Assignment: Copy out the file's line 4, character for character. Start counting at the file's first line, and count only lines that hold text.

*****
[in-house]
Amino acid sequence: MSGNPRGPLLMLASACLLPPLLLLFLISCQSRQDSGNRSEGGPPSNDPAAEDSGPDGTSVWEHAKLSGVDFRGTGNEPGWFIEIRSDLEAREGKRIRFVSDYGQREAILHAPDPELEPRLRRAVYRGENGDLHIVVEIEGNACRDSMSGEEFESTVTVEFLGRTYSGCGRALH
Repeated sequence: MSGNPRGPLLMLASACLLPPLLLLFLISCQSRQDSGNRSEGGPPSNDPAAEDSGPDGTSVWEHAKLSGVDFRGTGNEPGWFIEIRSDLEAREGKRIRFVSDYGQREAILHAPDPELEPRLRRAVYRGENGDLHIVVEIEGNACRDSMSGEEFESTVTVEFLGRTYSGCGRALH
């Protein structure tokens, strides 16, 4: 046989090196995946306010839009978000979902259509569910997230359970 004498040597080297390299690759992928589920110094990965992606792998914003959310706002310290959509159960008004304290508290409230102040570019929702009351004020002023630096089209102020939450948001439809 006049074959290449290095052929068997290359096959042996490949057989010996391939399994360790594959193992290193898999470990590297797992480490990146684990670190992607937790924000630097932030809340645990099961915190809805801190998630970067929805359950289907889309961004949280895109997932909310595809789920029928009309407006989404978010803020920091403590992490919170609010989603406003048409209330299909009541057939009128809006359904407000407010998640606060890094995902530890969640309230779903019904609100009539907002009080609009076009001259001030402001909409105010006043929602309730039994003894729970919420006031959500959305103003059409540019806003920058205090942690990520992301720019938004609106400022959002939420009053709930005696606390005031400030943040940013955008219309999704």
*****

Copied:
């Protein structure tokens, strides 16, 4: 046989090196995946306010839009978000979902259509569910997230359970 004498040597080297390299690759992928589920110094990965992606792998914003959310706002310290959509159960008004304290508290409230102040570019929702009351004020002023630096089209102020939450948001439809 006049074959290449290095052929068997290359096959042996490949057989010996391939399994360790594959193992290193898999470990590297797992480490990146684990670190992607937790924000630097932030809340645990099961915190809805801190998630970067929805359950289907889309961004949280895109997932909310595809789920029928009309407006989404978010803020920091403590992490919170609010989603406003048409209330299909009541057939009128809006359904407000407010998640606060890094995902530890969640309230779903019904609100009539907002009080609009076009001259001030402001909409105010006043929602309730039994003894729970919420006031959500959305103003059409540019806003920058205090942690990520992301720019938004609106400022959002939420009053709930005696606390005031400030943040940013955008219309999704």